Sunday, December 21, 2014

The First Four Wounds of Fabris - What Did We Learn?

I've had a bit of a break in the flow of going through these, so I figured I'd use that opportunity and take a look at the first four wounds with the single sword that Fabris shows us, and see if there are any good universal rules that we can take away from them. (Spoiler: there totally are.) In no particular order (because let's face it, they're all going to be involved with each other), we can see the following ideas:

  • Act in contratempo. This does take an understanding of measure as well, because if the tempo you're trying to act in is too short for the measure that you're at, bad things. On the other hand, if it's too short to strike in the measure you're at, try to use it to get closer while finding their blade.
  • Measure. If you're striking without acting in contratempo while in misura larga, it's not going to work. It just won't - they can always back up, and you're out of luck. Heck, if they're really good and you're at the edge of that range, they just lean back. (If they're really good, they end up attacking you in contratempo because you're closing range when you make that attack, so if they close that line you've just killed yourself. Don't do that to yourself, do that to the other person instead.) 
  • Combining the above two points - if you're in misura larga and you're given a tempo, you're almost always better off using that tempo to find their blade while (safely!) closing to misura stretta. Now you're good to go.
  • If they're not giving you a tempo, make them give you one. Feint and force a reaction. (If they don't react, hit them anyway.) When they react, it should be something that you were set up for, and then kill them.
  • No blade contact - at least not like 95% of everyone in the SCA does it. 
  • Keep your debole free! Put your forte and hilt on their weapon! Win!
There you go. That's Fabris. Those are all things from the first four plates, and those are the key principles. The end.

In the next day or two, I'll post a summary of the next plate, which is pretty different from the first four, and is one of my very favorite wounds. Seriously, it's pretty great.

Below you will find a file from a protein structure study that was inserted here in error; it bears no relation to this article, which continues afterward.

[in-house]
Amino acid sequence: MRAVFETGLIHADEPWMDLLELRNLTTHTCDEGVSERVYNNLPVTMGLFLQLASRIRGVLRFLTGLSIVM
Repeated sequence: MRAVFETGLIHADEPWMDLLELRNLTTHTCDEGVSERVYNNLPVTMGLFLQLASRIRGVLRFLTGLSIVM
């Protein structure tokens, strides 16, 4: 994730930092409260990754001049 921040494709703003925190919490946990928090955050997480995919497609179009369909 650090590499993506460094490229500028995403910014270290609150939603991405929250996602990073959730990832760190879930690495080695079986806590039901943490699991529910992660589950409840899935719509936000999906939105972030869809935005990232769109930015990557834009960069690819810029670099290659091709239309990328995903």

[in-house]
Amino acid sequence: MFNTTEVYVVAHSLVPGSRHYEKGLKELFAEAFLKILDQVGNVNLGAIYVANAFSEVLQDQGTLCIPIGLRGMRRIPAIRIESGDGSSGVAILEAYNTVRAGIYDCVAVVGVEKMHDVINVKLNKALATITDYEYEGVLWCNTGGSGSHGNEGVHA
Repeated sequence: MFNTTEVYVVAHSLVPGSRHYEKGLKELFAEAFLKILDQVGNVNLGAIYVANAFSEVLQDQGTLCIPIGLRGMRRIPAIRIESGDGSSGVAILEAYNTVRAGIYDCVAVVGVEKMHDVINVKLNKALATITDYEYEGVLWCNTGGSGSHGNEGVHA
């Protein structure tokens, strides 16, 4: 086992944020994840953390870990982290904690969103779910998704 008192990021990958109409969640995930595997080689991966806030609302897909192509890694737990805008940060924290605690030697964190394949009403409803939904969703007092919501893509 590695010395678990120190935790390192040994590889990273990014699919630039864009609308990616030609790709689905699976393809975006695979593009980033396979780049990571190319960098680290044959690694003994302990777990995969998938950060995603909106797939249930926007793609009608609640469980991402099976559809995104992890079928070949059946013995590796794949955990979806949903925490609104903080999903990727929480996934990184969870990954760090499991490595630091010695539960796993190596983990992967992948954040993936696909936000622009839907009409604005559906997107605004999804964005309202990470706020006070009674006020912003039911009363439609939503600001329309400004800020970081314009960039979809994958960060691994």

Saturday, December 13, 2014

Fabris, Plate 24

It's been a couple days longer than I wanted, but here we are with Plate 24! Unsurprisingly, it's pretty similar to Plate 23, but only on the outside.

"This wound of Third against a Third..."

Fencers start at misura larga, on the outside, in Third. Fencer A will be the victor.

  1. Fencer A "motions to find" Fencer B's sword.
  2. Fencer B takes a step in to either:
    1. Cavazione and strike in Fourth, or
    2. Find A's sword and close to misura stretta
  3. A drops the tip of his sword, intercepting B's debole in the cavazione. A lunges, striking B in Third, to the outside and underneath B's sword.
Fabris clarifies a point after this - specifically, if your opponent's blade is free and he tries to gain an advantage with it and doesn't step in, keep the distance while trying for an advantage yourself. The tempo of the foot is longer than the tempo of the hand. 

On the other hand, he notes that if you do find your opponent's blade, you can take the tempo of him freeing it to step in while turning your hand to find the sword on the other side. 

In short, before you close, find your opponent's sword. Otherwise, bad things.

Short and sweet! Next time, a really cool wound in First.

Wednesday, December 3, 2014

Fabris, Plate 23 (Also, a book is back in print yay!)

Sadly, the book that's back in print isn't Fabris. It is pretty great though, and you should get it. It's Jeffrey Forgeng's translation of Meyer's Art of Combat. It's not Italian, but it's totally on my list of books to spend some serious time on someday.

Onward, then!

Plate 23, "This wound of fourth against a third..."

This time, Fabris makes it clear that both fencers are in misura larga, and on the inside, both in Third. Fencer A will be the victor in this contest.

  1. Fencer A moves to find the blade of B to the inside.
  2. B lowers his point to strike A underneath the sword.
  3. As A has only moved the point of his sword, he extends his point towards B's body, straightening the blade and turning into Fourth to place his debole against the B's blade, parrying and countering in a single tempo.
Fabris notes that B's mistake is to mistake A's original motion for one which would create a larger tempo. He should have lowered his point but not gone any farther before seeing what A would do. 

This is another straightforward exchange, and continues to demonstrate Fabris' desire to keep using your opponent's tempo. Additionally, I feel that if you perform the motion correctly, your point will always remain free - the only thing places against your opponent's blade is your guard. The downward angle of the blade might seem a little strange to some SCA fencers, but it can work really well if you don't point your blade too far down. You must keep your point inside the body profile of your opponent!

I promise, soon there'll be some more interesting exchanges, but they remain pretty brief, which is okay by me.